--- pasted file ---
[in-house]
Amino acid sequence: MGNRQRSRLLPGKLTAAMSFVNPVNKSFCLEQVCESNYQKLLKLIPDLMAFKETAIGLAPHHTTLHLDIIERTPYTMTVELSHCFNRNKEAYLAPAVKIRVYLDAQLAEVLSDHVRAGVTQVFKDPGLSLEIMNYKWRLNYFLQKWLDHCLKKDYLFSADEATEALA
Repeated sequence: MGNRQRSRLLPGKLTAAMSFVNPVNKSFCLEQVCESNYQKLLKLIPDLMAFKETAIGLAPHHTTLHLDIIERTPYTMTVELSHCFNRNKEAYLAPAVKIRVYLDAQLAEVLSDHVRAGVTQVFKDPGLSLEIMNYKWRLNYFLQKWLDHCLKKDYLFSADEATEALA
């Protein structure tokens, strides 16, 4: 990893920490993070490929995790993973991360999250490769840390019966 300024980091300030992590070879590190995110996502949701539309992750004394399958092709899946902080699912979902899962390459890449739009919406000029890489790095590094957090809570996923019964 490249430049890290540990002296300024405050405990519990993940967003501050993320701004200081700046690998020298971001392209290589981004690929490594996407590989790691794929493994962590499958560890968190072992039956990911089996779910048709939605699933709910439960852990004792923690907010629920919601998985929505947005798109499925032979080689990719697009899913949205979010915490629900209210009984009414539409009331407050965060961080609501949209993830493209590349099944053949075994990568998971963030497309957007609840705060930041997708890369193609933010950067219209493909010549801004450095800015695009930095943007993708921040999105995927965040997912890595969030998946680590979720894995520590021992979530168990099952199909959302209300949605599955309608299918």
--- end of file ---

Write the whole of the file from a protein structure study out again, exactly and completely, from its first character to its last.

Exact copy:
[in-house]
Amino acid sequence: MGNRQRSRLLPGKLTAAMSFVNPVNKSFCLEQVCESNYQKLLKLIPDLMAFKETAIGLAPHHTTLHLDIIERTPYTMTVELSHCFNRNKEAYLAPAVKIRVYLDAQLAEVLSDHVRAGVTQVFKDPGLSLEIMNYKWRLNYFLQKWLDHCLKKDYLFSADEATEALA
Repeated sequence: MGNRQRSRLLPGKLTAAMSFVNPVNKSFCLEQVCESNYQKLLKLIPDLMAFKETAIGLAPHHTTLHLDIIERTPYTMTVELSHCFNRNKEAYLAPAVKIRVYLDAQLAEVLSDHVRAGVTQVFKDPGLSLEIMNYKWRLNYFLQKWLDHCLKKDYLFSADEATEALA
């Protein structure tokens, strides 16, 4: 990893920490993070490929995790993973991360999250490769840390019966 300024980091300030992590070879590190995110996502949701539309992750004394399958092709899946902080699912979902899962390459890449739009919406000029890489790095590094957090809570996923019964 490249430049890290540990002296300024405050405990519990993940967003501050993320701004200081700046690998020298971001392209290589981004690929490594996407590989790691794929493994962590499958560890968190072992039956990911089996779910048709939605699933709910439960852990004792923690907010629920919601998985929505947005798109499925032979080689990719697009899913949205979010915490629900209210009984009414539409009331407050965060961080609501949209993830493209590349099944053949075994990568998971963030497309957007609840705060930041997708890369193609933010950067219209493909010549801004450095800015695009930095943007993708921040999105995927965040997912890595969030998946680590979720894995520590021992979530168990099952199909959302209300949605599955309608299918």